• Besides initiating conversations, is there more she can be doing to get her foot in the door with people who are already doing similar work?
  • How can she inspire the average person to get outside their comfort zone and, for example, be open to new music from the Islamic world?
  • For music fans and non-music fans alike, what are some other effective and fun outreach strategies besides concerts?
  • Aside from major cities, are there other areas in the U.S. that could benefit from such an organization?
  • What are some potential funding avenues she should pursue?
  • How can she best balance her vision with logistics, and prevent getting so bogged down with logistics that her vision deflates?
  • If you’ve started your own nonprofit, would you be willing to share your story and the lessons learned?

Leave a comment below or send her a message through Idealist and if the project progresses, we’ll keep you posted!


Do you have an idea that’s just starting to brew? If you’d like us to consider posting it as part of this series, email celeste [at] idealist [dot] org.

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Comments (5)

  1. Devon Leger writes:
    September 6, 2012 at 7:28 pm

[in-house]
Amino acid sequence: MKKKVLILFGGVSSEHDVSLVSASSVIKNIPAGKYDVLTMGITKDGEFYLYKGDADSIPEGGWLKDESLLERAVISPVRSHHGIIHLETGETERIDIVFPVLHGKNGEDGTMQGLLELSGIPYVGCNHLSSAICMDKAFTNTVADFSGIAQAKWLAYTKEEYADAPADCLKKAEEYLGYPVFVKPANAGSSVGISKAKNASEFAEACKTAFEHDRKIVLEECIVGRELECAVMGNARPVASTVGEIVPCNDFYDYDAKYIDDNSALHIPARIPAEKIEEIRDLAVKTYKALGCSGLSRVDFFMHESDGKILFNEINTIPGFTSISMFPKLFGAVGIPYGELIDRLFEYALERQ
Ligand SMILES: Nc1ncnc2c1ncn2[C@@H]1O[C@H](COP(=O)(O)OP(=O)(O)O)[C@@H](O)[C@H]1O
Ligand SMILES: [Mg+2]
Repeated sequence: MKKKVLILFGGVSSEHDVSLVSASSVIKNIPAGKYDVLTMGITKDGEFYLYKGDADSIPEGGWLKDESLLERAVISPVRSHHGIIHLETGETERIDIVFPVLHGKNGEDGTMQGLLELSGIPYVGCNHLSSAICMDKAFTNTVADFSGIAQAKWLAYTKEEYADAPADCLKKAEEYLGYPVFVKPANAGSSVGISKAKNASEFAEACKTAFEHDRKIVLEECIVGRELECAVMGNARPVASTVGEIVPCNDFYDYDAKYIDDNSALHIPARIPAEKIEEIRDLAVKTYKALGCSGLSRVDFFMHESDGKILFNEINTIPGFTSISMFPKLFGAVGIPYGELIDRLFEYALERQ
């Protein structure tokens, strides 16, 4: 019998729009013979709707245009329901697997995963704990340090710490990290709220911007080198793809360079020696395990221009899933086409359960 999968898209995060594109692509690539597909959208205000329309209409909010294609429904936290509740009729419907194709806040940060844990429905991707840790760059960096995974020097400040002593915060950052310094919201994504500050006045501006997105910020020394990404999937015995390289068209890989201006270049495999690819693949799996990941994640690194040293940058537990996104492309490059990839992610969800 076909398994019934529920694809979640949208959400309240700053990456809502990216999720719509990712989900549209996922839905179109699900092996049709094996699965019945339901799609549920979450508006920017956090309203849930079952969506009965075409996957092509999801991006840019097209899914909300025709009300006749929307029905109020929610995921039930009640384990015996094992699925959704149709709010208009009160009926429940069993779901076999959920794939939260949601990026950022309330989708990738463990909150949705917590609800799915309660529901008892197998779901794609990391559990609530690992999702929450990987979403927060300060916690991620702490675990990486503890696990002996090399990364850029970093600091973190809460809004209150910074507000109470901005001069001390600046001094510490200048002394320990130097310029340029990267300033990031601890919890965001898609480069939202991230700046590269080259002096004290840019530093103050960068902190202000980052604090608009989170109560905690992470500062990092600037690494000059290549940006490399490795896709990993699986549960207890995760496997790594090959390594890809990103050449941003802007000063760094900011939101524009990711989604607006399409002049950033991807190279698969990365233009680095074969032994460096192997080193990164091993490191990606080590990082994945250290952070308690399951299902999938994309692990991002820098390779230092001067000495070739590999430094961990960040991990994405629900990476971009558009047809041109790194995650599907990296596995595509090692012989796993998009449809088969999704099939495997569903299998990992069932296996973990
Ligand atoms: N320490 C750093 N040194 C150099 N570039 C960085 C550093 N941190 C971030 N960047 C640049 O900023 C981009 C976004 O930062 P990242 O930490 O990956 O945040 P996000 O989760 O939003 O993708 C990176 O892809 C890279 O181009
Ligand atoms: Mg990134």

Cool! I wish you the best with this. Helping immigrant communities connect with the rest of the community is great work and challenging as well. It helps to have an ethnomusicologist bridging the cultural gaps. Very rewarding. Not much funding. You should start doing this work on your own. Approach a local venue about producing a concert series. The best way is to learn as you do. There aren’t many viable models left anymore for this kind of work, so you might as well make your own!

  2. AK writes:
    September 8, 2012 at 11:07 am

    I’m no expert, but I think one of the best ways to get people to approach new music is to not initially tell them what it is, let them listen, and then explain it to them. Especially when you think about all the performances on the street in NYC for example, people just gravitate to performances. On the other hand, have you ever considered music halls that are very interested in different cultures (such as Carnegie Hall) or even just museums? If the music being played has a deeper meaning, which I’m sure it does, that perhaps goes with an exhibit in a museum (Moroccan art), I am sure they would be open to bringing it into the mix (I think the Metropolitan Museum of Art as an example).

  3. Claire writes:
    September 8, 2012 at 4:57 pm

    Hi Tamara! Your story reminded me of an organization in the UK: They are a great bunch and I’m sure they’d be happy to talk to you about how they managed to set up and fund their idea, and more.

  4. Stacie writes:
    June 12, 2013 at 8:04 pm

    Hi Tamara! A fellow Idealist blogger forwarded your post to me. I, too, would love to connect people who would otherwise not co-mingle through shared music experiences. If you by any chance live in NYC, maybe we can meet for coffee and brainstorm.

  5. Andreas writes:
    June 5, 2014 at 4:00 pm

    Hi, everything is going fine here and ofcourse every one is sharing facts, that’s truly good, keep
    up writing.